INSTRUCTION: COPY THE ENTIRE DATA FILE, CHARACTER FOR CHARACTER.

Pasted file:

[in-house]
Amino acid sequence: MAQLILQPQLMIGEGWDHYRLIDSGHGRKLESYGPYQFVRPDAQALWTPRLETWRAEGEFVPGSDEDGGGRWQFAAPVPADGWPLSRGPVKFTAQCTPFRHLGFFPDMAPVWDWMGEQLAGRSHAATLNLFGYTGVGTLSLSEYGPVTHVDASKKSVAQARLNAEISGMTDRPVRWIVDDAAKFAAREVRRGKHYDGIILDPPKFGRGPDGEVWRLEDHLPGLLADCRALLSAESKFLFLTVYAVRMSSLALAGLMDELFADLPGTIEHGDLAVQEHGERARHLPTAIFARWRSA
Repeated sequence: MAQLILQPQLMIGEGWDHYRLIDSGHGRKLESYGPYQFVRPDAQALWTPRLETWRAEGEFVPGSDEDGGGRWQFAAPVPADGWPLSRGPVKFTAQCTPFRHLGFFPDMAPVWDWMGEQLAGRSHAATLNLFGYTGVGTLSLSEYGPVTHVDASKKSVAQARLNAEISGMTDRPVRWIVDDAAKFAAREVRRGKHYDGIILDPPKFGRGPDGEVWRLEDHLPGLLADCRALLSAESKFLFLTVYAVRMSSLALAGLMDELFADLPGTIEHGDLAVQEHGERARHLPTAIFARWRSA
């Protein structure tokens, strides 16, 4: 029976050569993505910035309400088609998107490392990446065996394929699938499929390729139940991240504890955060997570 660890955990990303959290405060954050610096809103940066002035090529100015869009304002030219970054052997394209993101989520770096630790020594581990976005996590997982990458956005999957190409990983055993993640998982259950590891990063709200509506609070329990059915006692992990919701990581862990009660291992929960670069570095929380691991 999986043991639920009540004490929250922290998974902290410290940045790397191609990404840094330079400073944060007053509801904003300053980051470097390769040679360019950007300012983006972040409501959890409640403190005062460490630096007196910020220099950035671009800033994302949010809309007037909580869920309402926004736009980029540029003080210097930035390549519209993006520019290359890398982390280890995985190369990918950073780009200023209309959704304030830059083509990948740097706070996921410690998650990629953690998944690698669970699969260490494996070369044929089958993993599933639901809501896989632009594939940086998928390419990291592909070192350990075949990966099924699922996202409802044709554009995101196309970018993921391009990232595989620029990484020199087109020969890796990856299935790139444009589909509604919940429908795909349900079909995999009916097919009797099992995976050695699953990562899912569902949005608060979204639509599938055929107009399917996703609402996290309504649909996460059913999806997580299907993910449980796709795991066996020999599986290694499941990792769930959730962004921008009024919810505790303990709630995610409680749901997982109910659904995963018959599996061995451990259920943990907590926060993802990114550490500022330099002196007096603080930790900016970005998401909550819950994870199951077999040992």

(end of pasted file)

[in-house]
Amino acid sequence: MAQLILQPQLMIGEGWDHYRLIDSGHGRKLESYGPYQFVRPDAQALWTPRLETWRAEGEFVPGSDEDGGGRWQFAAPVPADGWPLSRGPVKFTAQCTPFRHLGFFPDMAPVWDWMGEQLAGRSHAATLNLFGYTGVGTLSLSEYGPVTHVDASKKSVAQARLNAEISGMTDRPVRWIVDDAAKFAAREVRRGKHYDGIILDPPKFGRGPDGEVWRLEDHLPGLLADCRALLSAESKFLFLTVYAVRMSSLALAGLMDELFADLPGTIEHGDLAVQEHGERARHLPTAIFARWRSA
Repeated sequence: MAQLILQPQLMIGEGWDHYRLIDSGHGRKLESYGPYQFVRPDAQALWTPRLETWRAEGEFVPGSDEDGGGRWQFAAPVPADGWPLSRGPVKFTAQCTPFRHLGFFPDMAPVWDWMGEQLAGRSHAATLNLFGYTGVGTLSLSEYGPVTHVDASKKSVAQARLNAEISGMTDRPVRWIVDDAAKFAAREVRRGKHYDGIILDPPKFGRGPDGEVWRLEDHLPGLLADCRALLSAESKFLFLTVYAVRMSSLALAGLMDELFADLPGTIEHGDLAVQEHGERARHLPTAIFARWRSA
């Protein structure tokens, strides 16, 4: 029976050569993505910035309400088609998107490392990446065996394929699938499929390729139940991240504890955060997570 660890955990990303959290405060954050610096809103940066002035090529100015869009304002030219970054052997394209993101989520770096630790020594581990976005996590997982990458956005999957190409990983055993993640998982259950590891990063709200509506609070329990059915006692992990919701990581862990009660291992929960670069570095929380691991 999986043991639920009540004490929250922290998974902290410290940045790397191609990404840094330079400073944060007053509801904003300053980051470097390769040679360019950007300012983006972040409501959890409640403190005062460490630096007196910020220099950035671009800033994302949010809309007037909580869920309402926004736009980029540029003080210097930035390549519209993006520019290359890398982390280890995985190369990918950073780009200023209309959704304030830059083509990948740097706070996921410690998650990629953690998944690698669970699969260490494996070369044929089958993993599933639901809501896989632009594939940086998928390419990291592909070192350990075949990966099924699922996202409802044709554009995101196309970018993921391009990232595989620029990484020199087109020969890796990856299935790139444009589909509604919940429908795909349900079909995999009916097919009797099992995976050695699953990562899912569902949005608060979204639509599938055929107009399917996703609402996290309504649909996460059913999806997580299907993910449980796709795991066996020999599986290694499941990792769930959730962004921008009024919810505790303990709630995610409680749901997982109910659904995963018959599996061995451990259920943990907590926060993802990114550490500022330099002196007096603080930790900016970005998401909550819950994870199951077999040992």